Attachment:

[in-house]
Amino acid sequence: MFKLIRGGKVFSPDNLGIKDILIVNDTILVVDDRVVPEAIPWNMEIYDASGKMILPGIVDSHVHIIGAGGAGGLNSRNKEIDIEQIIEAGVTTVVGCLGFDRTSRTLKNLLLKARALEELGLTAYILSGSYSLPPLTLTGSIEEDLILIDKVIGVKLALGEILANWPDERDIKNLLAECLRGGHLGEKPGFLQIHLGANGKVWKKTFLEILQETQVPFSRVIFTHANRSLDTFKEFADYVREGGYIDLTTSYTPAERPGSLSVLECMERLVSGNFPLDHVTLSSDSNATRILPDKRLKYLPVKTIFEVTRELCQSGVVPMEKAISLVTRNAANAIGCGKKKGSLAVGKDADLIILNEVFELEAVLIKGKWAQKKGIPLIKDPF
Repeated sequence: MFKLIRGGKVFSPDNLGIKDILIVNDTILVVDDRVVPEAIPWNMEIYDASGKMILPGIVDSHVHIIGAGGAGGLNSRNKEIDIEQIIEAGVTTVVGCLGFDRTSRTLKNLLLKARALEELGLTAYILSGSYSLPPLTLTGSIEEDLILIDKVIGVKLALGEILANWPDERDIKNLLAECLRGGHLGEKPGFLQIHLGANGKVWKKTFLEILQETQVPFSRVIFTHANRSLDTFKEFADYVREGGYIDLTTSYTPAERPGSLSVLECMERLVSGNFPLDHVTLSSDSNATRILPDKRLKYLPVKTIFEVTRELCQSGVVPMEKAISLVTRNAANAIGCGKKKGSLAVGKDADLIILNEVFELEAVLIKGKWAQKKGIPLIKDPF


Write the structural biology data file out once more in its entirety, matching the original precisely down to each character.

[in-house]
Amino acid sequence: MFKLIRGGKVFSPDNLGIKDILIVNDTILVVDDRVVPEAIPWNMEIYDASGKMILPGIVDSHVHIIGAGGAGGLNSRNKEIDIEQIIEAGVTTVVGCLGFDRTSRTLKNLLLKARALEELGLTAYILSGSYSLPPLTLTGSIEEDLILIDKVIGVKLALGEILANWPDERDIKNLLAECLRGGHLGEKPGFLQIHLGANGKVWKKTFLEILQETQVPFSRVIFTHANRSLDTFKEFADYVREGGYIDLTTSYTPAERPGSLSVLECMERLVSGNFPLDHVTLSSDSNATRILPDKRLKYLPVKTIFEVTRELCQSGVVPMEKAISLVTRNAANAIGCGKKKGSLAVGKDADLIILNEVFELEAVLIKGKWAQKKGIPLIKDPF
Repeated sequence: MFKLIRGGKVFSPDNLGIKDILIVNDTILVVDDRVVPEAIPWNMEIYDASGKMILPGIVDSHVHIIGAGGAGGLNSRNKEIDIEQIIEAGVTTVVGCLGFDRTSRTLKNLLLKARALEELGLTAYILSGSYSLPPLTLTGSIEEDLILIDKVIGVKLALGEILANWPDERDIKNLLAECLRGGHLGEKPGFLQIHLGANGKVWKKTFLEILQETQVPFSRVIFTHANRSLDTFKEFADYVREGGYIDLTTSYTPAERPGSLSVLECMERLVSGNFPLDHVTLSSDSNATRILPDKRLKYLPVKTIFEVTRELCQSGVVPMEKAISLVTRNAANAIGCGKKKGSLAVGKDADLIILNEVFELEAVLIKGKWAQKKGIPLIKDPF